If a CBD product contains over 0.3% THC and is used regularly, it is possible for THC to become detectable. People who often take full-spectrum CBD oils, even if the products contain minimal amounts of THC, could possibly test positive for THC.
Some people reduce this risk by using CBD isolates and oils that test nil for THC, but this strategy can reduce the efficacy of CBD to some extent. However, if a CBD product contains 0.3% or less of THC, even regular consumption of high levels of CBD (say 1,000 milligrams (mg) or over) rarely meets the threshold for a positive THC result, which is >50ng/ml in the urine.
How to Use CBD and Pass a Drug Test
While CBD is not usually looked for in most drug tests, it is still possible that you may test positive for THC, even if you do not consume it or only use small amounts. The best way to prevent a false positive is by doing the following:
Use 0% THC Products
The only way to guarantee that THC stays out of your system is to select a CBD isolate product. Genuine CBD isolates contain 0% THC and should not register on any standard drug screening.
Stop Using CBD 2 Weeks Before Test
Refrain from using any CBD product for at least two weeks prior to any test. Ideally, stop using CBD one month or even two months to be sure that your drug screening doesn’t yield a false positive result.
Be Active and Exercise
Getting plenty of exercise and keeping hydrated may help "flush" your system of any cannabinoids. Burning away fat cells that contain cannabinoids via exercise may prove particularly effective. Going to the sauna a day or two prior to the test may help as well.
However, it is not proven whether or not you can "flush" cannabinoids out in this manner. Exercise can increase plasma THC concentrations in regular users , at least in the short-term, as exercise releases dormant THC stored in fat cells. Theoretically, this means that reducing cannabinoid use while keeping active can get rid of cannabinoids stored in fat. Stress and diet can also play a part in the extent to which fat in the body stores cannabinoids.
Some people claim that drinking plenty of green, white and herbal teas can help detoxify the system. Whether this is true or not we cannot say for sure, but it is interesting to note that tea catechins have a weak affinity for cannabinoid receptors . Like beta-caryophyllene, some types of tea could be said to be a " dietary cannabinoid ."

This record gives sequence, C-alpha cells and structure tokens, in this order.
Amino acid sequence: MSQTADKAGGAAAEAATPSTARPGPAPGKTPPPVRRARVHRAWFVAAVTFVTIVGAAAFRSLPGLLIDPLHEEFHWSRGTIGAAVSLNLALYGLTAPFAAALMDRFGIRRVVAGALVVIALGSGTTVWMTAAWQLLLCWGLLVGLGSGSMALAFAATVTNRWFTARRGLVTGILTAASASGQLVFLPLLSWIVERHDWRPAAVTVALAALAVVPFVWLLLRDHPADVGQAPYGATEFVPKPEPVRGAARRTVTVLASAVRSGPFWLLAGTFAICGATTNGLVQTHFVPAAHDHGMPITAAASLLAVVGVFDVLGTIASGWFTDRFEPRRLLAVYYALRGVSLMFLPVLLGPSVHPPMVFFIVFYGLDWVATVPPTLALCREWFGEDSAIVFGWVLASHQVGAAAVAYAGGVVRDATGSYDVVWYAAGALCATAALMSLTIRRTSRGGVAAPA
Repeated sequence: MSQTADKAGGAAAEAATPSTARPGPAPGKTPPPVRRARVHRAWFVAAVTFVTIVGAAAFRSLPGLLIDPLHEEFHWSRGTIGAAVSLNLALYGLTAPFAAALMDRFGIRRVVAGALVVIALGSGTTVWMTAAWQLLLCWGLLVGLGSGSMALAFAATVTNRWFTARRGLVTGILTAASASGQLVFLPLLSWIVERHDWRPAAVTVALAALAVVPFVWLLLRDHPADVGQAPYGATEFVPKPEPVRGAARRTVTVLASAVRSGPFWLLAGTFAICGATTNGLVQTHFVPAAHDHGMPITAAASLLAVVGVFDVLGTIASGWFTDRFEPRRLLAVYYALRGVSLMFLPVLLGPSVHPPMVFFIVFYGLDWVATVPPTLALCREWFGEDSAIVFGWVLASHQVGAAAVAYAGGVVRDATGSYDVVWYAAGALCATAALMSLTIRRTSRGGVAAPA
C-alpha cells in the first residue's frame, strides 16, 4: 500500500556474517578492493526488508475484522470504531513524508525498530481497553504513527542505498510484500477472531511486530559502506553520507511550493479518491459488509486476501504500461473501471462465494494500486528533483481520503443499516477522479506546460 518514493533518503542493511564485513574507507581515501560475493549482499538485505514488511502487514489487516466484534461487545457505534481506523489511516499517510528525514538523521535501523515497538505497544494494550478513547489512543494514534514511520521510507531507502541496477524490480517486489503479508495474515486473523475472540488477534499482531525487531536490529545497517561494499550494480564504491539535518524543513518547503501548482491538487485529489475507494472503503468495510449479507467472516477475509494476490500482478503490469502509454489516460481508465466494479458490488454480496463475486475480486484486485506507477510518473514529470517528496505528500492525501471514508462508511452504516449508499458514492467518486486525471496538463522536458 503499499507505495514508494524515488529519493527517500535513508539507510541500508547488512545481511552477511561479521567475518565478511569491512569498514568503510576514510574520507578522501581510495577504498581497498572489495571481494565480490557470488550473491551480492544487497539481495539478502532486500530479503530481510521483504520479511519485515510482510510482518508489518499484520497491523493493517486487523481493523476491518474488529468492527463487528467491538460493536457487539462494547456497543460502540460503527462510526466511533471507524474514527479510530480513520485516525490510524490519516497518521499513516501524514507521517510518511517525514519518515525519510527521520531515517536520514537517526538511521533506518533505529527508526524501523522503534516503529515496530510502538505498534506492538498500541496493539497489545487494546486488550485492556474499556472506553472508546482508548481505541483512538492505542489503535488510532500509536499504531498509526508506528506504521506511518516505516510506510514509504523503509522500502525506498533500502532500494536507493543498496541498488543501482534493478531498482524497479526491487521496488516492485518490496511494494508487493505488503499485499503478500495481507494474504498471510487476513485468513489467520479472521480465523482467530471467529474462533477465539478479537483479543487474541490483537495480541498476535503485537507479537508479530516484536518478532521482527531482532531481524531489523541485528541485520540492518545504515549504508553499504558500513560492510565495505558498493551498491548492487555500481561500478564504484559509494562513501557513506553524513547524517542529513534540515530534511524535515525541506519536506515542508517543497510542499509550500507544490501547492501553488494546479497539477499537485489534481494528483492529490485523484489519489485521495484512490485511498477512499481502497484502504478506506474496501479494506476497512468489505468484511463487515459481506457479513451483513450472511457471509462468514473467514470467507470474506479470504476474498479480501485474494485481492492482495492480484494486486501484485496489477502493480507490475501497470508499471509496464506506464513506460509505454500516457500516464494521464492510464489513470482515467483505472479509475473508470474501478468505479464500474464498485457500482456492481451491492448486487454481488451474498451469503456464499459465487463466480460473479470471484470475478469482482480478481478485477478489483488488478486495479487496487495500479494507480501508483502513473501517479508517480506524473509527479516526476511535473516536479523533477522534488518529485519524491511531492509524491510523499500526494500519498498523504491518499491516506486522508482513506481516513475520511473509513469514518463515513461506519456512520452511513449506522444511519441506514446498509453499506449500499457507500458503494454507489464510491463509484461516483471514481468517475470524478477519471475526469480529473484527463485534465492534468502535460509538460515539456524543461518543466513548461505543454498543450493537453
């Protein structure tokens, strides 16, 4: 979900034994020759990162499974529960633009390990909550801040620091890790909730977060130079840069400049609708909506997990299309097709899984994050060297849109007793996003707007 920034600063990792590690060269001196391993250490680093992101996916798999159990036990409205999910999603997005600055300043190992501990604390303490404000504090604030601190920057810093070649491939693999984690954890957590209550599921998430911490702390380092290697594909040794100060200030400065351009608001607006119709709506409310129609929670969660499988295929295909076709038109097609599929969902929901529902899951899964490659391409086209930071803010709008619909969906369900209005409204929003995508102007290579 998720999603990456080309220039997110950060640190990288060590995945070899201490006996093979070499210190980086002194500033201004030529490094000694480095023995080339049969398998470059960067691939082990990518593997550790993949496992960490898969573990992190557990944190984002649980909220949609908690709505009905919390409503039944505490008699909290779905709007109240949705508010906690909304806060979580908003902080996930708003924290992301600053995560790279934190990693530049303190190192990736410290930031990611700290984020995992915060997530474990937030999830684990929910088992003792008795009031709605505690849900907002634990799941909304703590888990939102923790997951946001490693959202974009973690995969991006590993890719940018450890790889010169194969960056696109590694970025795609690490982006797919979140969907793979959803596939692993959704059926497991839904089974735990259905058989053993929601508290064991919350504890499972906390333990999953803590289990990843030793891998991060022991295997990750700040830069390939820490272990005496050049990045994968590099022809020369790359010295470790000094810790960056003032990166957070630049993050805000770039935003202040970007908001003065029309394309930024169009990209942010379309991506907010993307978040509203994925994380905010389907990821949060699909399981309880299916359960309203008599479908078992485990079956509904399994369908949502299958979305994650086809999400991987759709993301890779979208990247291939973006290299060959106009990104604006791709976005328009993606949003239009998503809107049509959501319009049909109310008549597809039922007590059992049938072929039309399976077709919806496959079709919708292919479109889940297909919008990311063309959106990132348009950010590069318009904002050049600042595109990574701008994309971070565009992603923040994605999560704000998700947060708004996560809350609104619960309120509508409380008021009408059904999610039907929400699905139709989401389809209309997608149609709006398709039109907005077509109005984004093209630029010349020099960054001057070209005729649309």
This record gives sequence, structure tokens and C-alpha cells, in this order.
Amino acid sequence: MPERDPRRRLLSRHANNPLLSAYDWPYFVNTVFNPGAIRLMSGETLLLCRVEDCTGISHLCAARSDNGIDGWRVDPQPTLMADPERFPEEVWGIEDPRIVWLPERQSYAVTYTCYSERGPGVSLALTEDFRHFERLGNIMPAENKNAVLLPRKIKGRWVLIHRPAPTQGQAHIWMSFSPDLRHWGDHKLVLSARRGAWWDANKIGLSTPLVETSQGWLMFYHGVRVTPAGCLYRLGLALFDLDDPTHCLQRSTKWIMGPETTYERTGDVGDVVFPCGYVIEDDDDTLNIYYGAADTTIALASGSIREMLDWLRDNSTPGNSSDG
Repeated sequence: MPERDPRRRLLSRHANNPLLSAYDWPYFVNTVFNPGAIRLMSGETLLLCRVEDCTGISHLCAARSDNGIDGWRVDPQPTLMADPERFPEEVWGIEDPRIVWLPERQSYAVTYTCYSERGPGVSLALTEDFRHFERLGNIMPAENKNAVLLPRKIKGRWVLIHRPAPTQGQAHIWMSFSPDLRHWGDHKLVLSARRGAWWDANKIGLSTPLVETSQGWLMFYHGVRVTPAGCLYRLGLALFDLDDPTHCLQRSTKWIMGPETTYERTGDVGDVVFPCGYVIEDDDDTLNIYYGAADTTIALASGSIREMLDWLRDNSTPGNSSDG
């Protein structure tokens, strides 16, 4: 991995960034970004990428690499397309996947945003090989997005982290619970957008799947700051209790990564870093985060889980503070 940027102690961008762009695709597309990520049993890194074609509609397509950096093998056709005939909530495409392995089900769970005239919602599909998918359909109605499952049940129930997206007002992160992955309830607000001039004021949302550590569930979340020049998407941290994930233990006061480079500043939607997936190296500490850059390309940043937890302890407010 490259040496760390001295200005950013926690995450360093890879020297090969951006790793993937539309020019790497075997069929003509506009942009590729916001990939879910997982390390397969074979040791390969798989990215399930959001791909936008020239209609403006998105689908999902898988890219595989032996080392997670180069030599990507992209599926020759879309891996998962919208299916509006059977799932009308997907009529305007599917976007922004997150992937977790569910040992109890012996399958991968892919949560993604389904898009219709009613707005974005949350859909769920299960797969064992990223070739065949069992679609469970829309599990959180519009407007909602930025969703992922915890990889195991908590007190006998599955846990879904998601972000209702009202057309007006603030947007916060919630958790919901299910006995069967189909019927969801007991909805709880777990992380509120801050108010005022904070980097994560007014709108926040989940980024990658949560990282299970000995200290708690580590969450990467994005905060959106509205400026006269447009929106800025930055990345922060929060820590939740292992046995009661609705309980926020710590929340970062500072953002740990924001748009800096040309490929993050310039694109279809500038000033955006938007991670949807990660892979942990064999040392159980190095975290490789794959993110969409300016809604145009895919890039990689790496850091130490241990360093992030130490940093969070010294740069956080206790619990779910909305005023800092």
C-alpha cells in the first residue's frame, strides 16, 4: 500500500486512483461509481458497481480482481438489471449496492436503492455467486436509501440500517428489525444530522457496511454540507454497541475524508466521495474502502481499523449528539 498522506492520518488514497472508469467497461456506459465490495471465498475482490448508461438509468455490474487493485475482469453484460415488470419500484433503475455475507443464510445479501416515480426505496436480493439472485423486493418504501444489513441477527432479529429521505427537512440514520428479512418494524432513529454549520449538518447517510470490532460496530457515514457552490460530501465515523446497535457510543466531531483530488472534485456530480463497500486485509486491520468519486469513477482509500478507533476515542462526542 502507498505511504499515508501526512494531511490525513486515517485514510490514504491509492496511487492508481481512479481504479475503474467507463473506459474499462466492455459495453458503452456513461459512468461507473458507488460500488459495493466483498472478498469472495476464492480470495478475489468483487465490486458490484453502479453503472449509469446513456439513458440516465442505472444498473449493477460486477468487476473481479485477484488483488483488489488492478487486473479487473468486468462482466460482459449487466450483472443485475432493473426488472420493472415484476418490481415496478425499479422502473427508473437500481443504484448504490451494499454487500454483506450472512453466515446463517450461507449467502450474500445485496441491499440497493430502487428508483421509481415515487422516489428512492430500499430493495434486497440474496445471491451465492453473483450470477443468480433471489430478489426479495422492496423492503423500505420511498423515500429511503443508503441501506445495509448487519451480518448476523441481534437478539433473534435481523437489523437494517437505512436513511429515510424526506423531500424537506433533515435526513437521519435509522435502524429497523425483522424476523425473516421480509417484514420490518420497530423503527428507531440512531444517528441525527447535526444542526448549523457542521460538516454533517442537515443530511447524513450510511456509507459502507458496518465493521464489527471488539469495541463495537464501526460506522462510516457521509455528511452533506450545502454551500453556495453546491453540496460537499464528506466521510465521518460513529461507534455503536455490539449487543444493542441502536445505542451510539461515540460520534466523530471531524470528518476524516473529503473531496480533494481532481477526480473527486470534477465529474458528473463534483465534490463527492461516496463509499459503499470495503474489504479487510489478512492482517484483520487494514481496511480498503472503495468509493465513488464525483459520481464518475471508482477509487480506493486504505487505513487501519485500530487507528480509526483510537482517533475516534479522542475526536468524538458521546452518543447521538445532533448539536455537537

Such teas also tend to contain plenty of antioxidants, so sipping your favorite matcha could also help "flush" cannabinoids out of your body as well as providing an alternative way to stimulate your endocannabinoid system (ECS) .
Medical Marijuana Card Protections
As cannabis and CBD are Schedule I substances , federally illegal and cannot be prescribed outside of the Schedule V, FDA-approved Epidiolex, a medical marijuana card cannot "save" you. However, some states are starting to add employment protections for people who need to use cannabinoid-based medications.
If you are not working with heavy machinery or driving, not working with individuals considered vulnerable, or not working within law enforcement or any other form of federal employment, then there may be some leeway. These exceptions, however, depend very much on the employer’s discretion.
Having a valid medical marijuana card will likely give you access to a greater number of high-quality, cannabis-based (rather than hemp-based) CBD. There may be slightly higher levels of THC (though not necessarily psychoactive amounts) in some of the CBD-based cannabis products when compared to hemp products, but having a valid MMC may lend credence to the fact that you may need to use cannabis for a defined and diagnosed medical problem.
Frequently Asked Questions
How long is CBD detectable in urine?
In the urine, CBD is detectable for between five and 10 days after last ingestion. However, as it would be the metabolites of CBD (7-OH-CBD and 6-OH-CBD) that are tested for and cannabinoid metabolites bind to the fats in the body, CBD can be detectable in the urine for two to five weeks after ingestion, depending upon the regularity of use and dosage .
Do drug tests look for CBD?
At the moment, most standard and even more advanced drug tests do not test for CBD. But the cannabinoid can be detected if the right tests are conducted. Levels of CBD in the bloodstream usually peak within three to five minutes after ingestion if smoked or vaped, and between 30 minutes and two hours if taken sublingually or eaten. The effects usually last between four and 12 hours, depending on the method of ingestion, the amount taken and the individual’s metabolism.
For many people, CBD itself is not hugely intoxicating, although some may feel sedative effects in high doses, especially when combined with high concentrations of myrcene .
Will I pass a DOT drug test using CBD oil?